Objective: The population of young adults with congenital heart disease (CHD) or a heart transplant (HTx) is growing rapidly. These survivors require lifelong cardiology care and must assume self-management responsibilities with respect to their health. Accordingly, we sought to assess psychosocial maturity and validity of the Transition Readiness Assessment Questionnaire (TRAQ) in this population. Design: The study was designed as a cross-sectional observational study. Setting: The study was set at tertiary-care pediatric and adult cardiology clinics in Edmonton and Toronto, Canada. Patients: The patients were 18- to 25-year-olds with moderate or complex CHD or a HTx in childhood. Outcome Measures: Participants completed validated instruments including the TRAQ, Erickson's Psychosocial Stage Inventory (EPSI), and Kenny's Parental Attachment Questionnaire (PAQ). Results: We enrolled 188 participants (41% women), 109 (58%) having moderate CHD, 64 (34%) complex CHD, and 15 (8%) with a HTx. Mean age for those followed in a pediatric clinic was 21.3 ± 2.3 years, compared with 21.8 ± 2.3 years for those attending an adult clinic (P = 0.20). All questionnaire scores were similar among participants with moderate CHD vs. complex CHD vs. an HTx, and among participants followed in a pediatric clinic vs. an adult clinic. EPSI and PAQ scores were similar to those of healthy populations, though perception of maternal overprotection was common. TRAQ scores increased with age. A response of "not needed for my care" to 5 or more of the 29 TRAQ items was provided by 110 (75%) participants. Conclusions: Age, but not disease severity should be a factor when considering the transition needs of young adults with heart disease. The TRAQ has important limitations in the adult CHD/HTx population and a cardiac-specific measure of transition readiness is needed.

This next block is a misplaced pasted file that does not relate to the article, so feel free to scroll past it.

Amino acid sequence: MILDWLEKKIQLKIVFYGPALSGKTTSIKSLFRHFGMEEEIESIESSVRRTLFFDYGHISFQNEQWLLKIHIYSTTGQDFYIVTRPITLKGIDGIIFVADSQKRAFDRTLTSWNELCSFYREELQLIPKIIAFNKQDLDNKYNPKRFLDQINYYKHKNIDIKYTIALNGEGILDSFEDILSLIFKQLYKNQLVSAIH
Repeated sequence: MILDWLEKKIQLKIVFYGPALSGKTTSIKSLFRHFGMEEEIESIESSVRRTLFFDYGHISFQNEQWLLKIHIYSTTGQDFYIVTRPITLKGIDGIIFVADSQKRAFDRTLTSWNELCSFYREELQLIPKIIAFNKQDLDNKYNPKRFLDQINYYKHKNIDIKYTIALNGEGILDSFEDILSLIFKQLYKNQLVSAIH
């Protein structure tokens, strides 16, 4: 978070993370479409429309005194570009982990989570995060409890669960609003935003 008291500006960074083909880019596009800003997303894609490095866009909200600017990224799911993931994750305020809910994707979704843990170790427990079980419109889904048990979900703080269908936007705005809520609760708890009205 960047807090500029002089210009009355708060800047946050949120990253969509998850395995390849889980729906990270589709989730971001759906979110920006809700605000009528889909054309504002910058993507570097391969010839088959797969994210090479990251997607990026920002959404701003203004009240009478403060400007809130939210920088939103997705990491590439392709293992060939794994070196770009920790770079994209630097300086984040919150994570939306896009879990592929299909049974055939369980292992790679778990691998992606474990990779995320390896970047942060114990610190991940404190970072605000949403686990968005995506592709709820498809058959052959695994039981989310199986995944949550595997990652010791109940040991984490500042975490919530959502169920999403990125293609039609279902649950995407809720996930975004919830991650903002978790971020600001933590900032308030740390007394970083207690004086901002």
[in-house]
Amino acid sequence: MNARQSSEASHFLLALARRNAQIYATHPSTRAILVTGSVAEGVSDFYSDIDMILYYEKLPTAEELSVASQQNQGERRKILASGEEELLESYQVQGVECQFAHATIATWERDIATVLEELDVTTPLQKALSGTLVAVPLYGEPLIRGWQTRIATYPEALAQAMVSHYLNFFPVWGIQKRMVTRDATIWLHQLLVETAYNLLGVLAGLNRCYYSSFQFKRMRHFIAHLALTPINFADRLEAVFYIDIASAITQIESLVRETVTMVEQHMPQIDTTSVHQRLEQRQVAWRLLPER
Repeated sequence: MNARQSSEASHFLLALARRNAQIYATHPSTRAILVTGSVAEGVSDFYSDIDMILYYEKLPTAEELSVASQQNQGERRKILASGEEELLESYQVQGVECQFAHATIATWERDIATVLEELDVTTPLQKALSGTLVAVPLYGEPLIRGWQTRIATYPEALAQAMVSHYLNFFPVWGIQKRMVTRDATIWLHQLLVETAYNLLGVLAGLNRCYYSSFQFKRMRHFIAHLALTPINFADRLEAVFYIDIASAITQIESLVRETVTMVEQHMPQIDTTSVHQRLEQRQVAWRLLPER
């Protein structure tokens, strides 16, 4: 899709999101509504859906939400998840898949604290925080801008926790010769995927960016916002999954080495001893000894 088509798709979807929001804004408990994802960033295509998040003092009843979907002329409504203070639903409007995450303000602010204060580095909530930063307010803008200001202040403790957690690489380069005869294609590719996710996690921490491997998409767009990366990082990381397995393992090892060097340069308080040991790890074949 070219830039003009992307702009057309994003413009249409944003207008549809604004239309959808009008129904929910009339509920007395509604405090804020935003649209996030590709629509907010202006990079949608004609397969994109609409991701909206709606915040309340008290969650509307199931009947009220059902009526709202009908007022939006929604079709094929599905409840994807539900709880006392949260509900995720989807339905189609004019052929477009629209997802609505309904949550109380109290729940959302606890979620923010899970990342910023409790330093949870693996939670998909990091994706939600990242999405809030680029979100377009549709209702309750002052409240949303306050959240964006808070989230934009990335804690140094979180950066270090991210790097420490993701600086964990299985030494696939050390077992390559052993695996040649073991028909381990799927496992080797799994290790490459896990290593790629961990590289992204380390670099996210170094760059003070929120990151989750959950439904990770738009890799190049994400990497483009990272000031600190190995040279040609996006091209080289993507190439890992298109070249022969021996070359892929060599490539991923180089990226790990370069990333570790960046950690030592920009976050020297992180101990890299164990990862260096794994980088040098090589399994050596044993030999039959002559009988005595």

- Congenital Heart Disease
- Quality of Life
- Transition of Care
ASJC Scopus subject areas
- Pediatrics, Perinatology, and Child Health
- Radiology Nuclear Medicine and imaging
- Cardiology and Cardiovascular Medicine